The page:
NEW YORK — Phase 3 of reopening is scheduled for New York City next Monday, but Mayor Bill de Blasio put the city’s reboot of indoor dining on hold indefinitely Wednesday, citing nationwide coronavirus surges and the heightened dangers of the indoor spread of the disease.
“Indoors is the problem more and more. The science is showing it more and more,” de Blasio said at his morning press briefing. “I want to make it very clear: We cannot go ahead at this point in time with indoor dining in New York City.”
On the same day New York City opened its beaches to swimming and as de Blasio announced the opening of 15 city pools, his decision to nix indoor dining comes as city restaurants struggle to stay afloat after being battered by the closures stemming from the pandemic and as other states have seen massive COVID-19 surges in recent weeks.
The mayor pointed to projections from Dr. Anthony Fauci, director of the National Institute of Allergy and Infectious Diseases, that America could soon see 100,000 new cases of the virus a day as part of his rationale for the decision.
To help keep Big Apple businesses afloat, de Blasio said the city would expand its program to facilitate outdoor dining. So far, 6,600 restaurants are participating in that program.
De Blasio said broadening it will involve more outreach to restaurants and that the city is planning to combine the program with its open streets initiative, which closes roads to traffic.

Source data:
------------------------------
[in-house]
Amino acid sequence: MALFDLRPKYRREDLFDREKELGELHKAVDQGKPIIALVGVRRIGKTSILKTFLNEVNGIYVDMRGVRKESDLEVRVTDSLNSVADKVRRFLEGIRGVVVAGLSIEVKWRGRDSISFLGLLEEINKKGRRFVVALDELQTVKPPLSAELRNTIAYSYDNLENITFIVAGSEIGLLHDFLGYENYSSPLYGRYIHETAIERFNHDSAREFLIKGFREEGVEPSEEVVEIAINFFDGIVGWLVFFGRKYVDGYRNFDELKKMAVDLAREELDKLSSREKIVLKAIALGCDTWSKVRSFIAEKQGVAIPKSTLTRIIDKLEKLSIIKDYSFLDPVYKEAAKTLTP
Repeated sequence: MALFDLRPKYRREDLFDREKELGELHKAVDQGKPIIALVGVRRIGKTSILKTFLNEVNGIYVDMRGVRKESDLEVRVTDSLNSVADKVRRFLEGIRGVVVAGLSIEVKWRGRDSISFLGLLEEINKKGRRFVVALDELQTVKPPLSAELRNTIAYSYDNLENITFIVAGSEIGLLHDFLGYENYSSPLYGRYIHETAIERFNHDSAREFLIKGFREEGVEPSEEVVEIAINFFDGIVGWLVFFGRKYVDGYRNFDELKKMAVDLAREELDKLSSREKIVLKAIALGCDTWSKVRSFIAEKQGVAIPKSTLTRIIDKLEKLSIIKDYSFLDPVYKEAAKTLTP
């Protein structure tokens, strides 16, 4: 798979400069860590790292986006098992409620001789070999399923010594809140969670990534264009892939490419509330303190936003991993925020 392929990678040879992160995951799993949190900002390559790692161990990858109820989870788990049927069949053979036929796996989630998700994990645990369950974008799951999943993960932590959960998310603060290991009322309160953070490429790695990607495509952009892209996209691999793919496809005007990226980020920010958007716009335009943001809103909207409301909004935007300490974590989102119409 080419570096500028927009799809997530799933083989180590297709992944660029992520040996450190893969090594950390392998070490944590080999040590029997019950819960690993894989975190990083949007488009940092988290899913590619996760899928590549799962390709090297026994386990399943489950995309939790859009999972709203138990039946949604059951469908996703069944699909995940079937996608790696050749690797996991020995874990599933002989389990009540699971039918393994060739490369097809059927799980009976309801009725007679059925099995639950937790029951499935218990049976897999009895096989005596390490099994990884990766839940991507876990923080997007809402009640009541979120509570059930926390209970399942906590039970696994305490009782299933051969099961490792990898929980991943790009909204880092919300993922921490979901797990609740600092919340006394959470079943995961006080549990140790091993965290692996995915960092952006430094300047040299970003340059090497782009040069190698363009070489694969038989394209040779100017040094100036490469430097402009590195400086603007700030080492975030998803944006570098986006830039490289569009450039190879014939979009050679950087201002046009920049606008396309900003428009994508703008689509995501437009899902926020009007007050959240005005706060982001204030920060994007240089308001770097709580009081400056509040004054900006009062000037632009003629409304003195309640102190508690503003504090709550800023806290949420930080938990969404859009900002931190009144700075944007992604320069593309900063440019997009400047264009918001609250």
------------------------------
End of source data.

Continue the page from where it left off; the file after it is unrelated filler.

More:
“I think there’s more open streets that we can do,” he said.
De Blasio did not provide a projection of how many streets the city might close down to benefit restaurants in the coming weeks.
Gov. Andrew Cuomo also announced Wednesday that he would put the brakes on indoor dining in the city until further notice.
Cuomo signaled recently that he would dispatch state troopers to the city to enforce social distancing in outdoor settings. That came weeks after de Blasio scrapped NYPD enforcement of social distancing over concerns that cops were taking a heavy-handed approach.
“It’s not a role for city police or state police,” he said. “We learned that through experience. We are honest about it. We had to change that. We’re not going to do it that way. I don’t think the state police should either.”
De Blasio said Wednesday that as part of the city’s $115 million in summer youth programming, it would deploy and pay young people as social distancing ambassadors, raising concerns among some about safety.
“I’m not sure young people will have the wherewithal or self-control, that if they’re threatened they won’t fight back or know how to de-escalate,” said Queens Councilman Bob Holden. “You’re definitely going to have these situations.”
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